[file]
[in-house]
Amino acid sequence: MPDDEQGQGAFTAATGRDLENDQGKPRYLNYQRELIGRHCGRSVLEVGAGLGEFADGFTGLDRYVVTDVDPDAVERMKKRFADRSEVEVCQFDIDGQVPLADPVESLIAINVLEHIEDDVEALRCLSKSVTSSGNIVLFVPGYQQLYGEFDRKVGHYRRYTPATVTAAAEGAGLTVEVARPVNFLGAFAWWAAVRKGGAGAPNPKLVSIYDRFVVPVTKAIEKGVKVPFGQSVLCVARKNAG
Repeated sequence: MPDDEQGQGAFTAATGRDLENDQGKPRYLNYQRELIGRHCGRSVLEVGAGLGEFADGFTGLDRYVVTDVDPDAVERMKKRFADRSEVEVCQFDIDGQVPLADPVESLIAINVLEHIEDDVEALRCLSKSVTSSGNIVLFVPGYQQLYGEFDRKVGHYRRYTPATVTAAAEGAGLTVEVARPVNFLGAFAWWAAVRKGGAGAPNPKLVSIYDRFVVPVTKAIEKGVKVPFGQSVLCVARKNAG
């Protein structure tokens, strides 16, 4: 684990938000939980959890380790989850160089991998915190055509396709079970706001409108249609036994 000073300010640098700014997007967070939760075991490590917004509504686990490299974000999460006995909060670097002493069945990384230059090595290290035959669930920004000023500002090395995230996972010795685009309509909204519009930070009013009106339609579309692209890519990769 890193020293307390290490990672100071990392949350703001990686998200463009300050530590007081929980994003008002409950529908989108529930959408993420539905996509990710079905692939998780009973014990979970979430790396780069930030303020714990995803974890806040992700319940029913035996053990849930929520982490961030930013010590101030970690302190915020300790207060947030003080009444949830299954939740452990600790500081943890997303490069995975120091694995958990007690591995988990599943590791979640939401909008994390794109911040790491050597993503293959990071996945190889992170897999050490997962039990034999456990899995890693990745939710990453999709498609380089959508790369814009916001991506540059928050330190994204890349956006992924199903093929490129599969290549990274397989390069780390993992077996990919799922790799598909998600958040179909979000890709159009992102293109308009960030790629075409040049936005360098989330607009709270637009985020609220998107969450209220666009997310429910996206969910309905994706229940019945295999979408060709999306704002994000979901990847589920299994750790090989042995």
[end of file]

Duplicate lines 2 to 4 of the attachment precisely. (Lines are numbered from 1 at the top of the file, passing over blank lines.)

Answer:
Amino acid sequence: MPDDEQGQGAFTAATGRDLENDQGKPRYLNYQRELIGRHCGRSVLEVGAGLGEFADGFTGLDRYVVTDVDPDAVERMKKRFADRSEVEVCQFDIDGQVPLADPVESLIAINVLEHIEDDVEALRCLSKSVTSSGNIVLFVPGYQQLYGEFDRKVGHYRRYTPATVTAAAEGAGLTVEVARPVNFLGAFAWWAAVRKGGAGAPNPKLVSIYDRFVVPVTKAIEKGVKVPFGQSVLCVARKNAG
Repeated sequence: MPDDEQGQGAFTAATGRDLENDQGKPRYLNYQRELIGRHCGRSVLEVGAGLGEFADGFTGLDRYVVTDVDPDAVERMKKRFADRSEVEVCQFDIDGQVPLADPVESLIAINVLEHIEDDVEALRCLSKSVTSSGNIVLFVPGYQQLYGEFDRKVGHYRRYTPATVTAAAEGAGLTVEVARPVNFLGAFAWWAAVRKGGAGAPNPKLVSIYDRFVVPVTKAIEKGVKVPFGQSVLCVARKNAG
């Protein structure tokens, strides 16, 4: 684990938000939980959890380790989850160089991998915190055509396709079970706001409108249609036994 000073300010640098700014997007967070939760075991490590917004509504686990490299974000999460006995909060670097002493069945990384230059090595290290035959669930920004000023500002090395995230996972010795685009309509909204519009930070009013009106339609579309692209890519990769 890193020293307390290490990672100071990392949350703001990686998200463009300050530590007081929980994003008002409950529908989108529930959408993420539905996509990710079905692939998780009973014990979970979430790396780069930030303020714990995803974890806040992700319940029913035996053990849930929520982490961030930013010590101030970690302190915020300790207060947030003080009444949830299954939740452990600790500081943890997303490069995975120091694995958990007690591995988990599943590791979640939401909008994390794109911040790491050597993503293959990071996945190889992170897999050490997962039990034999456990899995890693990745939710990453999709498609380089959508790369814009916001991506540059928050330190994204890349956006992924199903093929490129599969290549990274397989390069780390993992077996990919799922790799598909998600958040179909979000890709159009992102293109308009960030790629075409040049936005360098989330607009709270637009985020609220998107969450209220666009997310429910996206969910309905994706229940019945295999979408060709999306704002994000979901990847589920299994750790090989042995």